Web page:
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    NetBSD other than being super portable (dozens of CPU architectures) has spawned some amazing projects that can’t be mentioned enough.

    Also they have all the stuff like FUSE, used to be pretty big in the Xen world (mostly for the high level portability), recently developed a pretty nice SMP focused network filter, their network stack I think still holds the the record for the fastest intercontinental file transfer ever done, etc. They also are pretty secure, which is mostly due to a strong quality focus.

    But I think their devs are too busy achieving all those things, rather than hyping the OS, so that’s why I have to. ;)

    EDIT: Oh and despite all that research and so on, they always remained very pragmatic and non-political. That combination is really rare I think.

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      I’m not sure if I see “Lua Scripting in the kernel” as a good thing… I seem to remember OpenBSD offering LOL script in the kernel as an April Fool’s day joke. (http://undeadly.org/cgi?action=article&sid=20130401070038)

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      How does it compare to OpenBSD and FreeBSD on the desktop? I use both and wonder whether they are any advantages.

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        I’m afraid I can’t provide any recent information, but I used it as my primary desktop from around 2004 to 2007, on a mix of 64-bit Sun hardware. I was very happy with it, although my needs were fairly simple at the time - web browser, lots of terminals, etc. Admittedly web browsing on big endian platforms has always been a bit challenging…

        My primary reason for using it ahead of FreeBSD or OpenBSD was familiarity - I started using it because it was the only open source OS that ran well on the 32-bit SPARC hardware I started accumulating in the late 90s/early 2000s (OpenBSD/sparc never supported SMP and FreeBSD has never supported 32-bit SPARC). By the time I had faster systems, it was the natural choice.

        I’ve since moved away from it, decommissioning all but one of my SPARC systems and switching my x86 systems to a mix of OpenBSD and FreeBSD (and Linux). IMHO, NetBSD has lost its way a little bit over the last 5-10 years and I appreciate the relentless progress and release cadence of OpenBSD (I’ve also mellowed a little to the tone of the OpenBSD mailing lists, which can be quite vitriolic at times).

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        Are there any high-profile sites using NetBSD? Netflix is known to use FreeBSD for the content serving, OpenBSD is big in firewalls etc. Who is using NetBSD and what for?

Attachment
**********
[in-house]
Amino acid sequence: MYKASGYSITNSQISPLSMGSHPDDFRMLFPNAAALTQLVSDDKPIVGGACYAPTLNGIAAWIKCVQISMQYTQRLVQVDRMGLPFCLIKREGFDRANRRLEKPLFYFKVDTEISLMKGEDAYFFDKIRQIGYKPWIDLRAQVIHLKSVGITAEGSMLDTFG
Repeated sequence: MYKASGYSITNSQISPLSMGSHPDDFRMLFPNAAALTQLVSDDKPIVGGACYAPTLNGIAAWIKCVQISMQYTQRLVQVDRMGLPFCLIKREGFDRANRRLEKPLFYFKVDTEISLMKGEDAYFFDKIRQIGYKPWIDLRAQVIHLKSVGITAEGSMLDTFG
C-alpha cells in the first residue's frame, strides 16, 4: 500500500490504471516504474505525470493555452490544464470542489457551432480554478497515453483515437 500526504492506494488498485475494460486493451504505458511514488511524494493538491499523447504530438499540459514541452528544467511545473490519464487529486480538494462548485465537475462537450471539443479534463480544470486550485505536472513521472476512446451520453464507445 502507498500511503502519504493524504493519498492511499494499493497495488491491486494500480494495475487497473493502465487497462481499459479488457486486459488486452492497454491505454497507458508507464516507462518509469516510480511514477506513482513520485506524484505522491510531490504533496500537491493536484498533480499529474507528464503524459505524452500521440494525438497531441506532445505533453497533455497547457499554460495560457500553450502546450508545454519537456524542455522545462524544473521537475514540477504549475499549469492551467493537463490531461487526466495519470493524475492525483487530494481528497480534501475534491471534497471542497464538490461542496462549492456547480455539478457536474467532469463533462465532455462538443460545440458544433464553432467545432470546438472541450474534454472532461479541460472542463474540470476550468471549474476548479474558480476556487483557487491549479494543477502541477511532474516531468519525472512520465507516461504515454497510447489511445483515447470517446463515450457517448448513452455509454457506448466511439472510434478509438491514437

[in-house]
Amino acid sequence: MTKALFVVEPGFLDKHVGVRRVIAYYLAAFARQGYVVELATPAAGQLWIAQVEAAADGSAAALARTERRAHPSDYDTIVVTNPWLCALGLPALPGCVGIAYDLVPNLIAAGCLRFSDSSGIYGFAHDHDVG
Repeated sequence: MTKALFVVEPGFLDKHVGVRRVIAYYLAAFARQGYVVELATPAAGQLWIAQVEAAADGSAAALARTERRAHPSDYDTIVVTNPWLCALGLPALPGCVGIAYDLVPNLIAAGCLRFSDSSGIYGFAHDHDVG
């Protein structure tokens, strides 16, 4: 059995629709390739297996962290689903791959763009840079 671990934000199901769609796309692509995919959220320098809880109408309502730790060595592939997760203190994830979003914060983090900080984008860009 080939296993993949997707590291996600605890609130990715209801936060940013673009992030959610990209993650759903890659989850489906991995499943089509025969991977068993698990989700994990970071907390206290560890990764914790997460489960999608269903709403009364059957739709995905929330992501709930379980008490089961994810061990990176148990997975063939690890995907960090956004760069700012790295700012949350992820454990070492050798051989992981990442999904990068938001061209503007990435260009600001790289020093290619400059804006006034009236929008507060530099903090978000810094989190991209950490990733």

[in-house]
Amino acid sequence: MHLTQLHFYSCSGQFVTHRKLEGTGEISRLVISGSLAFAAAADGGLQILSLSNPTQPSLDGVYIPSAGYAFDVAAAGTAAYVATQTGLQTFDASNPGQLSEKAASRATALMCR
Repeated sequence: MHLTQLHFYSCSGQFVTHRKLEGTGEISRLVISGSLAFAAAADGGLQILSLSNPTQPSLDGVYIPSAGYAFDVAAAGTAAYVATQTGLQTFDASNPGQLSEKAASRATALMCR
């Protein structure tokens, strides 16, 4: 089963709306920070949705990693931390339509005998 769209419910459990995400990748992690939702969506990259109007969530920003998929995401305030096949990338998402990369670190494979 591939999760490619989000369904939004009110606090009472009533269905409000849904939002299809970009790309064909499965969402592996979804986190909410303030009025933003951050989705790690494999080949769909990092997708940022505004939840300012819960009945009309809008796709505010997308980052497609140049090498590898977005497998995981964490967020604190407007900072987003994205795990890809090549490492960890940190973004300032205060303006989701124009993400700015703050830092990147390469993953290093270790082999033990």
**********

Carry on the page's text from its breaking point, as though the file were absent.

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          Not sites, but the wikipage has the high-profile usecases it’s showed up:


          The list includes:

          • Apple AirPort Extreme and Time Capsule
          • A TMobile phone
          • A NASA project.
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            I know it’s not a high-profile site, but as a historical artifact (which still works today) running NetBSD check out http://sdf.org

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              Ah yes, I’d forgotten about SDF! I have an ARPA account there :)

              They used to be heavy users of NetBSD/alpha but a lot of their systems are now amd64.

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                One of their newer setups, the MetaArray that’s open to people who pay the annual extra fee, seems to have gone with CentOS instead. Haven’t seen any discussion about why; would be interesting to know. They do offer the pkgsrc package tree on top of the CentOS install, though (in addition to the native CentOS packages).

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                  Ah, I wasn’t aware of that (I’m not a MetaARPA member). Indeed, it would be interesting to find out why, particularly as NetBSD has had LVM support for quite a while (initial support was committed in 2008). It’s slightly surprising they didn’t go with ZFS on FreeBSD if NetBSD didn’t have the support they needed?

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              Due to its portability NetBSD tends to be found in embedded devices - a few are mentioned on Wikipedia. I could’ve sworn there was a similar list (and more comprehensive) list on the NetBSD site but I can’t find it now.

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              Support for the Raspberry Pi Zero…looks like I’m running out of excuses not to finally try NetBSD, like friends have been suggesting for years.